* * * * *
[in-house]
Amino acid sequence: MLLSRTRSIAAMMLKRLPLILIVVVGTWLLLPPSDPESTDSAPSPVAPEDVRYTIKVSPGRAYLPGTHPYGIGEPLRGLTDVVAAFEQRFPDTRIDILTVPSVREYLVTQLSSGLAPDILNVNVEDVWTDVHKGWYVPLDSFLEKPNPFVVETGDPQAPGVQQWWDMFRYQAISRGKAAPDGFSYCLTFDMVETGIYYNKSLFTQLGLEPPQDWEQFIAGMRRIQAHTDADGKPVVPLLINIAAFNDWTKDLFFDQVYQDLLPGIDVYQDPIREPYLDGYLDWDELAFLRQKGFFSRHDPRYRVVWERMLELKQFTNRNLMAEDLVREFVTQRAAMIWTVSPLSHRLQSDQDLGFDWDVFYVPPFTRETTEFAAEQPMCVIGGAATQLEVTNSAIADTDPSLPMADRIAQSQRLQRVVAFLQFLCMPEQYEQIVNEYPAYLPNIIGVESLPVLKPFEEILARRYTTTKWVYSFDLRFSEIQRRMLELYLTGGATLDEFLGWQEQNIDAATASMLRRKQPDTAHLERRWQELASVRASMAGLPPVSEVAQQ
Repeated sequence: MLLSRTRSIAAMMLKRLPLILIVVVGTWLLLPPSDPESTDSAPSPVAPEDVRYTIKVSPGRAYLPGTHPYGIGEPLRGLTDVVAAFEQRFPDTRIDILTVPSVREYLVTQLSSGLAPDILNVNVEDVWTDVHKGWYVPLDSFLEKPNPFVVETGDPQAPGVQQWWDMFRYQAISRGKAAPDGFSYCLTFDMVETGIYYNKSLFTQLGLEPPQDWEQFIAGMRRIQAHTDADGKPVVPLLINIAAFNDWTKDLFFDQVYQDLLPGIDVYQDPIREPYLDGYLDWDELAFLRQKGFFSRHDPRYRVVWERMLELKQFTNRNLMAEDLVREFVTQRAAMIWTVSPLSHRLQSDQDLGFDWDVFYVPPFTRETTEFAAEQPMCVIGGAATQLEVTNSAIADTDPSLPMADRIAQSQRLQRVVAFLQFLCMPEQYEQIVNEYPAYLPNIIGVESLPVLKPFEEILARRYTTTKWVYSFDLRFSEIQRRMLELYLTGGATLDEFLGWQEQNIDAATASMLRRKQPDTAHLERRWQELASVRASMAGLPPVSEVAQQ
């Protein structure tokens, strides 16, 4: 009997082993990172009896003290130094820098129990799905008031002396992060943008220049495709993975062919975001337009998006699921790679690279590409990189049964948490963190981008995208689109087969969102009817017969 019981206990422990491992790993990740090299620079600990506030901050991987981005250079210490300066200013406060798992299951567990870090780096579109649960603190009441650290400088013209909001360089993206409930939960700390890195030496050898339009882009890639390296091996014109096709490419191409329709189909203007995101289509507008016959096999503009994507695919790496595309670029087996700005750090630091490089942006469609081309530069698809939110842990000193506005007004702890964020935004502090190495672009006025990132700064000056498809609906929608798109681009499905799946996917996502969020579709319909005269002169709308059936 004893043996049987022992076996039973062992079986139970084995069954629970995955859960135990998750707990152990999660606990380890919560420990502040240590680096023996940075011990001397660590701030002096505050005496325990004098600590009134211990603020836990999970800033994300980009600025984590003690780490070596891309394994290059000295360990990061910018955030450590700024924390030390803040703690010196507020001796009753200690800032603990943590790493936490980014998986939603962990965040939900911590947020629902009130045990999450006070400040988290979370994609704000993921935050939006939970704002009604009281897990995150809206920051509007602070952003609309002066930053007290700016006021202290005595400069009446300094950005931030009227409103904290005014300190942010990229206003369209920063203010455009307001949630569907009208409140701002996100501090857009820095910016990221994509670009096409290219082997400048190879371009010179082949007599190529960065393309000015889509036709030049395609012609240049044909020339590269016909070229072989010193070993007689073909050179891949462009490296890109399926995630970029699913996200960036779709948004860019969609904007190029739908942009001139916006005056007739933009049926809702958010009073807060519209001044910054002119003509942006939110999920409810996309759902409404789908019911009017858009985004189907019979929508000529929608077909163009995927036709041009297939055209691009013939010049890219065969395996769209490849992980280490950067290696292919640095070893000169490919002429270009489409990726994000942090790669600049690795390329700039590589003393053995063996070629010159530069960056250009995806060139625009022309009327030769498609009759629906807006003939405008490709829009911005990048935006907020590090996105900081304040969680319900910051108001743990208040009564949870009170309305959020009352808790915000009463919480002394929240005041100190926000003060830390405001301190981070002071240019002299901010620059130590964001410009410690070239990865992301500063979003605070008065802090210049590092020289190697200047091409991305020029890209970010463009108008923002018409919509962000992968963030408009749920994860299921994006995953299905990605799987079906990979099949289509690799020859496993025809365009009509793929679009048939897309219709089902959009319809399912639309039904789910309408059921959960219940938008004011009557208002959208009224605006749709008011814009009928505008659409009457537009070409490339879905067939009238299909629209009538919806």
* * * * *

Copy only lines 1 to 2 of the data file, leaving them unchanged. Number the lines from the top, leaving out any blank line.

[in-house]
Amino acid sequence: MLLSRTRSIAAMMLKRLPLILIVVVGTWLLLPPSDPESTDSAPSPVAPEDVRYTIKVSPGRAYLPGTHPYGIGEPLRGLTDVVAAFEQRFPDTRIDILTVPSVREYLVTQLSSGLAPDILNVNVEDVWTDVHKGWYVPLDSFLEKPNPFVVETGDPQAPGVQQWWDMFRYQAISRGKAAPDGFSYCLTFDMVETGIYYNKSLFTQLGLEPPQDWEQFIAGMRRIQAHTDADGKPVVPLLINIAAFNDWTKDLFFDQVYQDLLPGIDVYQDPIREPYLDGYLDWDELAFLRQKGFFSRHDPRYRVVWERMLELKQFTNRNLMAEDLVREFVTQRAAMIWTVSPLSHRLQSDQDLGFDWDVFYVPPFTRETTEFAAEQPMCVIGGAATQLEVTNSAIADTDPSLPMADRIAQSQRLQRVVAFLQFLCMPEQYEQIVNEYPAYLPNIIGVESLPVLKPFEEILARRYTTTKWVYSFDLRFSEIQRRMLELYLTGGATLDEFLGWQEQNIDAATASMLRRKQPDTAHLERRWQELASVRASMAGLPPVSEVAQQ